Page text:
Hello, I am the only active member in my family and I was wondering if I could get sealed to my deceased brother in the temple without my parents.
What you are asking in an impossibility. Only two types of sealings that bind families together are performed in the Mormon temples. In one type of sealing, wives are sealed to their husbands, in the other one, children are sealed to their parents. I would suggest that the thing to do would be to pray constantly to your Heavenly Father that he would soften the hearts of your parents to the point that they would feel good about renewing their activity in the Church. When that occurs, they could then prepare themselves to be sealed together for eternity as husband and wife. At the same time of their sealing you and your deceased brother could be sealed to your parents.
I would suggest that that could be an active plan of yours. I would not suggest that you try to convince your parents to return to activity. When children try to advise their parents on what they should do with their lives it is generally counterproductive. But if you continually, day after day, plead with the Lord to touch their hearts, it will eventually happen.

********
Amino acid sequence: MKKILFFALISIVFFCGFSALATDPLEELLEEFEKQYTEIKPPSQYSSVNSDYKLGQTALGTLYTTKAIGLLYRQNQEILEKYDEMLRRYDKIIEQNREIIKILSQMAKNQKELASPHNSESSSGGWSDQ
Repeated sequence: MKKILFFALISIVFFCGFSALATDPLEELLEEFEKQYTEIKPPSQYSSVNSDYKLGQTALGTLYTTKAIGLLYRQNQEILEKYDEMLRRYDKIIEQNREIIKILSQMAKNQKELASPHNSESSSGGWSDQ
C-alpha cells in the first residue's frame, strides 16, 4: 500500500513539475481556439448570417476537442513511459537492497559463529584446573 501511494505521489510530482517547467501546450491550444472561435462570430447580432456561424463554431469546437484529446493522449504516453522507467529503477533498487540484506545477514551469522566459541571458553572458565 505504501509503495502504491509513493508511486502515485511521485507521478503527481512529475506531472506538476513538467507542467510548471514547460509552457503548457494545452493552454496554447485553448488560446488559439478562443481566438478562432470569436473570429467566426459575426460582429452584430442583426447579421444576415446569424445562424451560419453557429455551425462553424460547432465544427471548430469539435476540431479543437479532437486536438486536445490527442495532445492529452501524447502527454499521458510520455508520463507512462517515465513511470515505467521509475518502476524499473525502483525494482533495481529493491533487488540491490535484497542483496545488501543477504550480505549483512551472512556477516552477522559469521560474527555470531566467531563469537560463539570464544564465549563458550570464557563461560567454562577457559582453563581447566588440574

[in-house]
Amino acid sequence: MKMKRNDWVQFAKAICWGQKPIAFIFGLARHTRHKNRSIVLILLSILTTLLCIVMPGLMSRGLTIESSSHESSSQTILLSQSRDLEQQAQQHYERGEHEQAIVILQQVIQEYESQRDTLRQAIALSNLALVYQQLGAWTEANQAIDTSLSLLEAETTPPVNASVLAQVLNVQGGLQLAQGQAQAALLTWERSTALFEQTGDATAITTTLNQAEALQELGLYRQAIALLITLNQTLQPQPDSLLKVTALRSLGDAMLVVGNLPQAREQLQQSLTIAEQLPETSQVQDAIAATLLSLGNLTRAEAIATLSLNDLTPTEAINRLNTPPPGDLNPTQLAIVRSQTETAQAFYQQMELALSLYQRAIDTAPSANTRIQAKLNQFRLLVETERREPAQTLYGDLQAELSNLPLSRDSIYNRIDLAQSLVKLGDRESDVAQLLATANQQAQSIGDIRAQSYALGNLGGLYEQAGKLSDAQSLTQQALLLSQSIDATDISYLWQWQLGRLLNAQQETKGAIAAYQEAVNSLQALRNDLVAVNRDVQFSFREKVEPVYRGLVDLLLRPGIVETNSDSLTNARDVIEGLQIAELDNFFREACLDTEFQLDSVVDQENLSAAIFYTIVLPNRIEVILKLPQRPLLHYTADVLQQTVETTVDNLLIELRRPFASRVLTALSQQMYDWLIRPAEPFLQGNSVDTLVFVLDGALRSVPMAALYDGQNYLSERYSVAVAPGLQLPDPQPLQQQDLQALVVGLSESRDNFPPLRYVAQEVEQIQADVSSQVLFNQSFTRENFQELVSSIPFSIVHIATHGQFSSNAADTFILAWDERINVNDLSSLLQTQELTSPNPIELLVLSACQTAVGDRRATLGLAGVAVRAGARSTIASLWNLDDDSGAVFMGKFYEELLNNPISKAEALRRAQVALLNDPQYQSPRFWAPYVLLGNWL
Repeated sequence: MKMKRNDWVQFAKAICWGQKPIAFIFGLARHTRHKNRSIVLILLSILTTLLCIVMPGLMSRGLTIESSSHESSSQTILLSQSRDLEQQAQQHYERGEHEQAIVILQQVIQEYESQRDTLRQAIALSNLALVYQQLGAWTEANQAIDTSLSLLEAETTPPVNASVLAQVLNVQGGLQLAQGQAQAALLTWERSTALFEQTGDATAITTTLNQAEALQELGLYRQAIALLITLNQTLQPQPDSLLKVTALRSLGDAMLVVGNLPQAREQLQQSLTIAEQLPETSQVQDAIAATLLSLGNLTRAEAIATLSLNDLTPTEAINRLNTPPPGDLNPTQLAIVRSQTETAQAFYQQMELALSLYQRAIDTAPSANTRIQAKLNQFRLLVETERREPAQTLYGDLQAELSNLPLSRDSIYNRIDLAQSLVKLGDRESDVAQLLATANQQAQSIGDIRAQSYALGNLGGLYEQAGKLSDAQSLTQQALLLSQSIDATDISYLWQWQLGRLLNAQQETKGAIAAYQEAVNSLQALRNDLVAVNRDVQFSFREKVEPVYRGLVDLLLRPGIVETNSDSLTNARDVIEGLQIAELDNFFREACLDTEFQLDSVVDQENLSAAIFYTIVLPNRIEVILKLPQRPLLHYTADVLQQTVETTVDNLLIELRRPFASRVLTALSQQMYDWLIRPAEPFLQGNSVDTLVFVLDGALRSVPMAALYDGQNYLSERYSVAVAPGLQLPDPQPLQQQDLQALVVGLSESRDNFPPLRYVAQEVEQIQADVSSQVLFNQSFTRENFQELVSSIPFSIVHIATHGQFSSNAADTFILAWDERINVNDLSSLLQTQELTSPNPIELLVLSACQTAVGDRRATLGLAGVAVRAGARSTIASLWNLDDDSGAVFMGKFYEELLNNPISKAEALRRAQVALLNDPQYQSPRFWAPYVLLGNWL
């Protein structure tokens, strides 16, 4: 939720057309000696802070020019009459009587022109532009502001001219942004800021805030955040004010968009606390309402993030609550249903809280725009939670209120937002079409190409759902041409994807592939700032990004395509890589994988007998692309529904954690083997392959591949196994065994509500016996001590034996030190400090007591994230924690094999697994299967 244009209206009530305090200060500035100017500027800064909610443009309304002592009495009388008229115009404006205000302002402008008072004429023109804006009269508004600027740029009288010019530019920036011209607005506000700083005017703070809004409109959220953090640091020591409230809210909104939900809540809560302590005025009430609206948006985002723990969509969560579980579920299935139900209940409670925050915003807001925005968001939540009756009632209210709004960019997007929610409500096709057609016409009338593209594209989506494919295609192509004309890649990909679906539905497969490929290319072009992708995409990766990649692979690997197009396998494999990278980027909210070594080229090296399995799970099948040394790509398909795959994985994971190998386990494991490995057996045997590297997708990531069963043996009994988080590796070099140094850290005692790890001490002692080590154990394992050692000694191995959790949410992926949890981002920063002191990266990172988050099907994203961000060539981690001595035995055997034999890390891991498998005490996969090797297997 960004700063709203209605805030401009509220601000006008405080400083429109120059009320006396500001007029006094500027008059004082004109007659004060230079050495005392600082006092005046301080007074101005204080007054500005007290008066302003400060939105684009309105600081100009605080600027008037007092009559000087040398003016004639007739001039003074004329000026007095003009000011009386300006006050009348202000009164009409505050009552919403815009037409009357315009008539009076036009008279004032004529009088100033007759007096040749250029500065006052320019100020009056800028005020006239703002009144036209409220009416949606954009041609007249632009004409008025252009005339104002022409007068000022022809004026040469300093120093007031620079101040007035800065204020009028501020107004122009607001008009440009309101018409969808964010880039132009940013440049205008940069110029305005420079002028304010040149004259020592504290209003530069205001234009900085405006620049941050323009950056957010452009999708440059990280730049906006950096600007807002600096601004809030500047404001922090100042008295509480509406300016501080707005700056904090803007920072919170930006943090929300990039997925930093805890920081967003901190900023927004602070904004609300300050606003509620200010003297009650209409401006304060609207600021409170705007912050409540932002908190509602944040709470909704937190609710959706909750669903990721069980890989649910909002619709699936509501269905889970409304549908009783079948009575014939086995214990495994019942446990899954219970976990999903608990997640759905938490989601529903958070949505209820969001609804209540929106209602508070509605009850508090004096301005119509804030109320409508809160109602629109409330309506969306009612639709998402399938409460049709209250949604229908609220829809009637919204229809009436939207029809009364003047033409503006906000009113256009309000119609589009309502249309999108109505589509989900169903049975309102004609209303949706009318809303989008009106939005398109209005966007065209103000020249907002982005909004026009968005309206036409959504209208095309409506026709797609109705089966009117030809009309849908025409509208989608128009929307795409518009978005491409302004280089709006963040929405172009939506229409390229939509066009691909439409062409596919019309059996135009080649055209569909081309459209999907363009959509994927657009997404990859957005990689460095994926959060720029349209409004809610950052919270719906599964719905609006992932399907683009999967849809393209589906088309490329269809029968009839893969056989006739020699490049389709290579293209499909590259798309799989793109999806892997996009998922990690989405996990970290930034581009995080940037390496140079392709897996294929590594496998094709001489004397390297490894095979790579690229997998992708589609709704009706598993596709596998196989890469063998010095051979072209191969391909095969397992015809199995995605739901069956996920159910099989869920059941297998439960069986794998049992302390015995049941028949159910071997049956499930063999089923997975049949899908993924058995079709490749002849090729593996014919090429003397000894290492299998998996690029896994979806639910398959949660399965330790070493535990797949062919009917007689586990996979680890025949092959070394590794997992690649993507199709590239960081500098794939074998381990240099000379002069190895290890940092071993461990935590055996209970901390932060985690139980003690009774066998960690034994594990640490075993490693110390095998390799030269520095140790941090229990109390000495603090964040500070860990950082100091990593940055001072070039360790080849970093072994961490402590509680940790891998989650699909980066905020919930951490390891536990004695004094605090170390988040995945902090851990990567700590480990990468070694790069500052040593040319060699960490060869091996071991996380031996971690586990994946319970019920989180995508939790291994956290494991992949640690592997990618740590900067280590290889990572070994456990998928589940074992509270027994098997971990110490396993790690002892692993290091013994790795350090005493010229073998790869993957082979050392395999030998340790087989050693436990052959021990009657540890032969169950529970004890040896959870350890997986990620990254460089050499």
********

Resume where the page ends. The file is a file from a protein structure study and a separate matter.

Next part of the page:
Let me tell you whereof I speak. Although my mother was a faithful member of the Mormon Church, my father was a Presbyterian. When I served a mission I was extremely anxious that my Dad would join the Church. I tried to preach him the gospel and convince him to become a member of the Church in all my letters home during my mission. (I later found out that he only read the travelogue parts of the letters). So I decided that I’d stop appealing to my father and begin appealing to the Lord. This process went on for several years. Then, on one occasion my parents came to visit myself and family. (At the time they lived in Idaho and we lived in Ohio).
The day before they left for home, out of the blue, my father asked me that if he were to get baptized could I baptize him. I was given permission from the Branch President and on the next day, Sunday afternoon, we went to the YMCA swimming pool in downtown Columbus, Ohio, where I was able to baptize my father and confirm him a member of the Church. Later that day during the Sacrament service the branch president announced from the pulpit that since today was the 15th day of May, the day of the restoration of the Aaronic Priesthood, it would be appropriate to ordain my father a deacon. So in the meeting I had the privilege of ordaining my father a deacon in the Aaronic Priesthood. The branch president then asked him to pass the sacrament with three twelve-year-old deacons. (I was sitting on the stand, and had the great privilege of receiving the sacrament at the hands of my father).
That night he and my mother boarded a train for home, and that was the last time that I ever saw my father alive. He passed away suddenly about nine months later. A year after that our family was sealed together in the Salt Lake Temple.
So, if it could happen to me, it could also happen to you. Be believing and keep the faith.